Paw Prints: Grieving the death of a pet | Valley Life

Most people love their pets enough to consider them members of the family. Pets provide companionship, emotional support and unconditional love. When a beloved pet dies, it’s natural to feel sorrow and experience grief. The grieving process usually begins with denial and can last from days to years. Some pet parents feel anger at their loss and that anger can be directed at anyone involved with the pet, including the family or veterinarian. They may also feel guilty about what they think they should or should not have done. Others may feel it is inappropriate to feel upset at all. Once these feelings subsid, true sadness or grief may set in.

Grief is personal and various forms of support are available. Internet or local pet bereavement groups and counseling services, books, videos, magazine articles and pet-loss support hotlines can offer help. The Delta Society can provide a list of pet loss hotlines. Reach out to family or friends who can provide support.

For children, the death of a pet may be the first experience with death. A child may blame himself, his parents or the veterinarian for not saving the pet. A child may also feel guilty, depressed and frightened that others he loves may be taken from him. Don’t try to protect your child by saying the pet ran away. He will always be looking for the pet and if he discovers the truth, he will most likely feel betrayed. Expressing your grief will let your child know that it’s OK to grieve the pet and it may also help him to work through his feelings.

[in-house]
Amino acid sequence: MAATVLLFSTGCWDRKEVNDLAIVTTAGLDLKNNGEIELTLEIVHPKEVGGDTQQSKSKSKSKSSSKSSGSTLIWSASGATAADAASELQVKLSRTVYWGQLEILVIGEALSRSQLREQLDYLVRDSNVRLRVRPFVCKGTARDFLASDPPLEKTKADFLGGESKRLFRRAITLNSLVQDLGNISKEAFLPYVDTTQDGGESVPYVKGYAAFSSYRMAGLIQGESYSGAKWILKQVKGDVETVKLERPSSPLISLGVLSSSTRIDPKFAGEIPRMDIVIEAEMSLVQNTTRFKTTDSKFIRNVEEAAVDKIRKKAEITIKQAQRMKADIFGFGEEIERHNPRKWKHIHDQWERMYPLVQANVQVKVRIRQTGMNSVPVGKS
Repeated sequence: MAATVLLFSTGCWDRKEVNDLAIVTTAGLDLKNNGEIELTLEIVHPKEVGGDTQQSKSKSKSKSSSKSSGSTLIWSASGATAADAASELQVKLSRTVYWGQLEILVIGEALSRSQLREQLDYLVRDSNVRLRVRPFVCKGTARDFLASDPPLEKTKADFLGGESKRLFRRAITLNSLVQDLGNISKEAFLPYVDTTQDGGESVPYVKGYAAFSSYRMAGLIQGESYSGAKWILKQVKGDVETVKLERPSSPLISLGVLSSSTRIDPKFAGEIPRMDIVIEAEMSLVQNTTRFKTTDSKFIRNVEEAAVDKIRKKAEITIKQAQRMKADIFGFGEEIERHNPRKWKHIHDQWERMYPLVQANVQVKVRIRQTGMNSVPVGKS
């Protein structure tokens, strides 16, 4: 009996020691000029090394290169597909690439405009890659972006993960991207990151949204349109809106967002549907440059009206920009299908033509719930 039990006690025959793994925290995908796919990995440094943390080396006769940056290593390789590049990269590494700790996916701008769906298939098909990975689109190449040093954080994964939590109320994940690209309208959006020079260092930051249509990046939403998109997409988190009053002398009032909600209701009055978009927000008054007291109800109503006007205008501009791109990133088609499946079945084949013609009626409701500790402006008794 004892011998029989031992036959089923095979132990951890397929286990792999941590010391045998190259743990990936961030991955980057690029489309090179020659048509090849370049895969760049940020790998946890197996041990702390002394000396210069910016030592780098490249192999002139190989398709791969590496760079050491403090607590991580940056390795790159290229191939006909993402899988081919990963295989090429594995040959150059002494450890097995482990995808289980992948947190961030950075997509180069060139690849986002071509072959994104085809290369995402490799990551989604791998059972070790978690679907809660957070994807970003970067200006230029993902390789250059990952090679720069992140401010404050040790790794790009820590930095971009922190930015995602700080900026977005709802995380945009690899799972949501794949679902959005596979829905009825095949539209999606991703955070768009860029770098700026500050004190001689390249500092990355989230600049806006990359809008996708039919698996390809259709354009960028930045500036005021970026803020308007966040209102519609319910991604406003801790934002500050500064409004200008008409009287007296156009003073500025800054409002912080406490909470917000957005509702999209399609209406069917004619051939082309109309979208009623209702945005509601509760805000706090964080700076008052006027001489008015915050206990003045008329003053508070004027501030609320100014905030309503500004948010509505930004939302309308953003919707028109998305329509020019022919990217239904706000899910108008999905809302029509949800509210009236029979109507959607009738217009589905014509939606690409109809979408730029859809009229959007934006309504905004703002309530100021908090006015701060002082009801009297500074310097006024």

The loss of a pet may be especially difficult for seniors. Those who live alone may experience a loss of purpose and emptiness. The decision to get another pet is complicated by the possibility that the new pet may outlive the pet owner. It’s important for senior pet owners to cope with the loss of their pet and regain a sense of purpose. Interacting with friends or family, calling a hotline or volunteering at a local humane society can help.

Surviving pets may whimper or refuse to eat or drink, and suffer lethargy. Even if they weren’t the best of friends, they may feel distress. Give surviving pets lots of love and try to maintain a normal routine. If necessary, call your veterinarian.

You’ll know when the time is right to adopt a new pet after giving yourself enough time to grieve. Each animal has its own unique personality and a new pet cannot replace the one you lost. When ready, remember the local animal shelter is a great place to find your new best friend.

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